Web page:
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Challenging paradigms in tumour drug delivery

A collective effort from materials scientists, life scientists and clinicians is required to systematically address fundamental questions in the mechanisms of nanoparticle delivery in order to overcome the hurdles in translating nanomedicines for tumour therapy.

Over the past three decades, there has been no shortage of nanomedicines developed for cancer therapy, with increasingly complex formulations being produced at an incredible rate. However, only ten nanoparticle-based nanomedicines have been approved for clinical use in cancer therapy by the Food and Drug Administration and European Medicines Agency1. Of the nanomedicines that reach phase III clinical trials, as little as 14% have been successful at demonstrating efficacy1. Doxil/Caelyx was the first approved nanomedicine for breast cancer in 1995 and since then, other nanomedicines such as Abraxane, and Vyxeos have been developed for cancers including metastatic breast cancer, pancreatic adenocarcinoma and leukaemia. There is certainly no doubt that nanoparticles have been beneficial in the delivery of cancer therapeutics. It is now known that the use of nanoparticles as carriers for chemotherapeutics has enormously enhanced patient tolerance by limiting systemic toxicity2. Regrettably, however, the high attrition rate has led to some scepticism about the potency of nanomedicines.

Illustration of nanoparticles administered into the blood stream to target tumours. Credit: Science Photo Library/Alamy Stock Photo

The poor efficacy of nanomedicines has been attributed to factors such as poor accumulation of nanoparticles in tumours as well as poor pharmacokinetics1. After three decades, and with the enormous quantity of data published, it is perhaps time to appraise the field and attempt to overcome the hurdles in clinical translation. Warren Chan and colleagues recently carried out an analysis of the published nanomedicine literature over a ten-year period (2005–2015) and found that an average of 0.7% of nanoparticles that were administered systemically reach solid tumours3. One critique of this analysis is that the 0.7% noted is a median and undoubtedly masks the greater success rate of some nanoparticles. However, it is still clear that overall, a large number of nanoparticle formulations have had poor delivery efficiency.

One of the mechanisms for the entry of nanoparticles into tumours is the principle of enhanced permeability and retention (EPR). This principle was first observed by Maeda and colleagues in 19864 and it involves the accumulation of macromolecules and particles into tumours, driven by the hyper-permeable vasculature and the lack of a lymphatic drainage system within tumours. The EPR effect has almost been accepted unequivocally by the community and it is only recently that it has been mired in controversy due to claims that it may vary between tumour types. Indeed, recent work by Andresen and colleagues attempted to elucidate liposome retention in a number of tumour types and demonstrated that the EPR effect cannot be considered a general principle due to the heterogeneity in nanoparticle accumulation in the different tumours investigated5. A better understanding of nanoparticle extravasation from blood vessels is required (pictured).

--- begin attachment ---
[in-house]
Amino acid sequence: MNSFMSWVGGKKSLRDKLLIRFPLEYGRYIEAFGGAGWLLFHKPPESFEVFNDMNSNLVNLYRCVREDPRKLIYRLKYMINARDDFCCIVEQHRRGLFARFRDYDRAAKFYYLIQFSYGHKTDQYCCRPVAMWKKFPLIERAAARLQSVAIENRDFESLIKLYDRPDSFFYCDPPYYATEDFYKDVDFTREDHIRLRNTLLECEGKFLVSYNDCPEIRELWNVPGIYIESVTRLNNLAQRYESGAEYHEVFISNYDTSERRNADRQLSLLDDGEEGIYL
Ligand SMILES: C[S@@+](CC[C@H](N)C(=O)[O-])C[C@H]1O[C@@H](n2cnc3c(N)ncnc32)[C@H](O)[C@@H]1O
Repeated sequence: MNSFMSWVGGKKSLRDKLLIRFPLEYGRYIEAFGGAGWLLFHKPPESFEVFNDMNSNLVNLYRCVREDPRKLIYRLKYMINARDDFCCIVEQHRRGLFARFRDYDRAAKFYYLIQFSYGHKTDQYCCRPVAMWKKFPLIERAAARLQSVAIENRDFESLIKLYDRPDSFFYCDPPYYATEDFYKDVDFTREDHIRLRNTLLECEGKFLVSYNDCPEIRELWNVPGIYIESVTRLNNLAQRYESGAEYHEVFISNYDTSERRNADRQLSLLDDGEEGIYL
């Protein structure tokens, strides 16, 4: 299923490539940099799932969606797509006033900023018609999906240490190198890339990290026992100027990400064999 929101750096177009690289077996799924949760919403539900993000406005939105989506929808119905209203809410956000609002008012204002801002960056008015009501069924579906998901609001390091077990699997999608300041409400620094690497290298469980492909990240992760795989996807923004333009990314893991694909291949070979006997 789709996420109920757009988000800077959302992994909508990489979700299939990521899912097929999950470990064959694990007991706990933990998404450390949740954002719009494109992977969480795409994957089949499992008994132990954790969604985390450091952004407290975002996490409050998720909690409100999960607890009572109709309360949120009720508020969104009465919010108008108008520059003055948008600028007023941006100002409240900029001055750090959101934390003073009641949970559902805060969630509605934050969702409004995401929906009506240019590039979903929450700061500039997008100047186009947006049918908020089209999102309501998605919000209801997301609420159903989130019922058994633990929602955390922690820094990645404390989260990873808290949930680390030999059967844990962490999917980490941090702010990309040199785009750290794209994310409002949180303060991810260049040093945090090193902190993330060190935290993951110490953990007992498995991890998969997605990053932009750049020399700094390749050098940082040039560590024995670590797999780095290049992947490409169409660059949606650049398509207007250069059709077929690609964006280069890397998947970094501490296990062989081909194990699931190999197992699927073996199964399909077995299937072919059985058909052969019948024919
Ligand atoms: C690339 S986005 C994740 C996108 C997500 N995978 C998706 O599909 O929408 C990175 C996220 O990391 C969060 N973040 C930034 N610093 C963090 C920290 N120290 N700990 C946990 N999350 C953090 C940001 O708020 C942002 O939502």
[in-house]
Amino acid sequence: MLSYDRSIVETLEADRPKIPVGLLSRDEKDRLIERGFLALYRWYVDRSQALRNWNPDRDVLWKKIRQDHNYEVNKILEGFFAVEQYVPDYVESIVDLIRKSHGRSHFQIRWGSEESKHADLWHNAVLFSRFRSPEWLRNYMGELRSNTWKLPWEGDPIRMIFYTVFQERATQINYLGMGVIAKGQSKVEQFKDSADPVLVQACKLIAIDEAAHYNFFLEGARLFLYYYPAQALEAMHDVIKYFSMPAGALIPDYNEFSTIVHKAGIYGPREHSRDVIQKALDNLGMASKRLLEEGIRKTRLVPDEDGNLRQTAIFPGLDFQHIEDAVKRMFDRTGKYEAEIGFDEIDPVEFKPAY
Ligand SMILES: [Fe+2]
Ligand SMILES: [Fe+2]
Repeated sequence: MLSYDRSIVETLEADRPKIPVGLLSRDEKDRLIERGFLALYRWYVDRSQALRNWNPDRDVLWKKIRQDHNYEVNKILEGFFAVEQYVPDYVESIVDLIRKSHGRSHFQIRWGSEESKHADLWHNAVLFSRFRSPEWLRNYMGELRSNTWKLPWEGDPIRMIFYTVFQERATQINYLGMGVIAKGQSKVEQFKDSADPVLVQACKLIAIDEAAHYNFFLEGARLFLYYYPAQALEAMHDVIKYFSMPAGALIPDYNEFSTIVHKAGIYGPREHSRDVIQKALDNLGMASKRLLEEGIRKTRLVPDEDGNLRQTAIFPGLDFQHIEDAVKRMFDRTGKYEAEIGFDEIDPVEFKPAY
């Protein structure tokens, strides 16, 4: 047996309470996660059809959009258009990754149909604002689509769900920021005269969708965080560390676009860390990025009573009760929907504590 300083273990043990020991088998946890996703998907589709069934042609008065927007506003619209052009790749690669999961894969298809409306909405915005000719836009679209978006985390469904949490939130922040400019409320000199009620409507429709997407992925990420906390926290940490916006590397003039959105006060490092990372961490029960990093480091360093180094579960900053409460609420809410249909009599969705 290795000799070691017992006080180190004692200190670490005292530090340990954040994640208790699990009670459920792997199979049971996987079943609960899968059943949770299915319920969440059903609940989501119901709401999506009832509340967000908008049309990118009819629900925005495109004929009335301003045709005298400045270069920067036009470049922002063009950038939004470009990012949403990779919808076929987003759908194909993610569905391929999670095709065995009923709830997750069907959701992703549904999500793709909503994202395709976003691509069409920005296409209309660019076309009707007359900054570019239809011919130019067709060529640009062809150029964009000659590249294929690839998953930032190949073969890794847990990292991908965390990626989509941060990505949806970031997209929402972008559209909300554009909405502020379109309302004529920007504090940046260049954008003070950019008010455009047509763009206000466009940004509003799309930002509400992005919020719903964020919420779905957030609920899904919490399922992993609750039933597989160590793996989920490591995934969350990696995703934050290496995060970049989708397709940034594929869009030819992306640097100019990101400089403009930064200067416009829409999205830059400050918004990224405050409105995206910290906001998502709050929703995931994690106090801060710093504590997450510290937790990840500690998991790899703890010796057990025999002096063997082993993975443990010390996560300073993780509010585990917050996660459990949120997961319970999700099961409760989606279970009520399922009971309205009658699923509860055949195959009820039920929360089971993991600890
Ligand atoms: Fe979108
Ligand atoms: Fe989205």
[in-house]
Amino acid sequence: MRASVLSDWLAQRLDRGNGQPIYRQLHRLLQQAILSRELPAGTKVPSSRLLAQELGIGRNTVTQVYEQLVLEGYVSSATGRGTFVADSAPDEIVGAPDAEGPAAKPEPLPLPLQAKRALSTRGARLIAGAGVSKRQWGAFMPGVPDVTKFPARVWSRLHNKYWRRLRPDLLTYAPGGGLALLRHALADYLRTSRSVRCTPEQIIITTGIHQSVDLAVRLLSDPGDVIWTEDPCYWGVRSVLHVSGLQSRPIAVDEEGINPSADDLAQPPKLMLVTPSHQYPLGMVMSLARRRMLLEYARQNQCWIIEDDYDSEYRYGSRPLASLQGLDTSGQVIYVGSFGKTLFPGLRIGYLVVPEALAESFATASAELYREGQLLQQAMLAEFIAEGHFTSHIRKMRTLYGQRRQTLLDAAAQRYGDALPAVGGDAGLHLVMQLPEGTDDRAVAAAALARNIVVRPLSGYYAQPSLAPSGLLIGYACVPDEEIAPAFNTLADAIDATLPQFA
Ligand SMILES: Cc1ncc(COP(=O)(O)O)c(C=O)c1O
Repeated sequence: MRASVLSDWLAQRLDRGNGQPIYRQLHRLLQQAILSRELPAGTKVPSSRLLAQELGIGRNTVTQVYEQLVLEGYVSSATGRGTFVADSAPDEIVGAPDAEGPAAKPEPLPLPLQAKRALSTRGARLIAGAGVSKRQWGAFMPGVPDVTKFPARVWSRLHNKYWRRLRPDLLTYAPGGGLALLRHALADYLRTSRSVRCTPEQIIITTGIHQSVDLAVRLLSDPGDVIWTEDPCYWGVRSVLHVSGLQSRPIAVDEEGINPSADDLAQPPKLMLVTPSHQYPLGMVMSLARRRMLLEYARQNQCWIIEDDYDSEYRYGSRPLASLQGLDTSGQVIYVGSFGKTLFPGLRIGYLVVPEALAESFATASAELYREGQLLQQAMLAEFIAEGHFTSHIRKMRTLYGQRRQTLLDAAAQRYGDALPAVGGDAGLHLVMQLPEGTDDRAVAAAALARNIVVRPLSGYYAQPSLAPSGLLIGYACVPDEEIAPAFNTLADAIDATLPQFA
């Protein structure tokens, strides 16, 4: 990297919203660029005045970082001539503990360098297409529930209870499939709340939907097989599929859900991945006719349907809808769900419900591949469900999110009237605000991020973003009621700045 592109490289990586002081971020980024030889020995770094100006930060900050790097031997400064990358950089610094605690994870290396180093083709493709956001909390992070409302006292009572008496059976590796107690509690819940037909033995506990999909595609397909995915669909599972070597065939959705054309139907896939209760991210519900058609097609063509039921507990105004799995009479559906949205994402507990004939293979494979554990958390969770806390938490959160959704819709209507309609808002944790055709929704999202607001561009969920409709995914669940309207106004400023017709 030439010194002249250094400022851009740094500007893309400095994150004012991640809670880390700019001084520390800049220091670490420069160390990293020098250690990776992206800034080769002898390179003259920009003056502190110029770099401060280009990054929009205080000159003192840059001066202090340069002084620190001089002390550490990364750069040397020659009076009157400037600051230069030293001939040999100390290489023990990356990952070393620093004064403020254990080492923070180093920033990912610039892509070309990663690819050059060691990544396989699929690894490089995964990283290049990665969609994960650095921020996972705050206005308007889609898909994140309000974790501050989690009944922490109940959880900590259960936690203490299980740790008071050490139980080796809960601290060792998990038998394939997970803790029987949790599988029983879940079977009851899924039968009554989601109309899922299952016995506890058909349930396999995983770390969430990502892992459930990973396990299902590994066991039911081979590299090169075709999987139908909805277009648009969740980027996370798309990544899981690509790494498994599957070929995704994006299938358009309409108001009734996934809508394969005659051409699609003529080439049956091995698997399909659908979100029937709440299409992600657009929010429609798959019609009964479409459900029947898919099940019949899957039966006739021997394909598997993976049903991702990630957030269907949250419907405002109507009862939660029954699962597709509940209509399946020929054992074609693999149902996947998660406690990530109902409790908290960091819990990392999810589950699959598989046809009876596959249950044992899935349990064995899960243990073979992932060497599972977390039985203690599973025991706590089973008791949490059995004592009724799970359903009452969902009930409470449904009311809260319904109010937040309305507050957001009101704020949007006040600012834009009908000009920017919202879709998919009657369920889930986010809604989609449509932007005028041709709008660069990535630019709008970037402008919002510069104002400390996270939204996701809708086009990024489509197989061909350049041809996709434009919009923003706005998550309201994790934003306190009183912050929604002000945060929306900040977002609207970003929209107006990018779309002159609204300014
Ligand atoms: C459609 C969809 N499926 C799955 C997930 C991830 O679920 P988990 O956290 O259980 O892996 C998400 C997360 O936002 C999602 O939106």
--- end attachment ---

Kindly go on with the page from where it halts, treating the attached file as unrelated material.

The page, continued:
In their latest research, an Article in this issue, Warren Chan and colleagues delved deeper into the mechanisms mediating nanoparticle entry into solid tumours. They demonstrated that as much as 97% of nanoparticles are transported into solid tumours by endothelial cells through an active process of transcytosis. They also demonstrate that, contrary to popular belief in the EPR effect, the frequency of gaps on the endothelial lining is too low to account for the accumulation of nanoparticles into tumours. Chan and colleagues also developed a ‘zombie’ mouse model, whereby tumour-bearing mice were perfused with a tissue fixative to deactivate any cellular activity while preserving vessel architecture. With this model, they could definitively account for the contribution of passive extravasation through the inter-endothelial gaps since the mice did not have a functional nanoparticle clearance mechanism.

This study has been summarized by David Mooney and Irene de Lázaro in a News & Views, highlighting that the findings are disruptive and constitute a wake-up call to the community to revisit the long-established paradigms in nanoparticle delivery mechanisms. In a Comment, Shuming Nie and colleagues also discuss that these findings should galvanize researchers to develop techniques that harness the active transcytosis process to enhance delivery efficiency. This could be achieved by employing approaches that utilize tumour-penetrating peptides6. Other related approaches have focused on designing polymer conjugates that employ a cationization process that permits adsorption-mediated active transcytosis7.

It is important for the community to shift more focus towards fundamental research in order to understand the basic principles of the interaction of nanoparticles with the body. The field should also work more closely with life scientists and oncologists who have a better appreciation of tumour biology and patient specificity. Ultimately, it will take many more bold studies that truly challenge existing paradigms in order to make headway in cancer nanomedicine.


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Challenging paradigms in tumour drug delivery. Nat. Mater. 19, 477 (2020).

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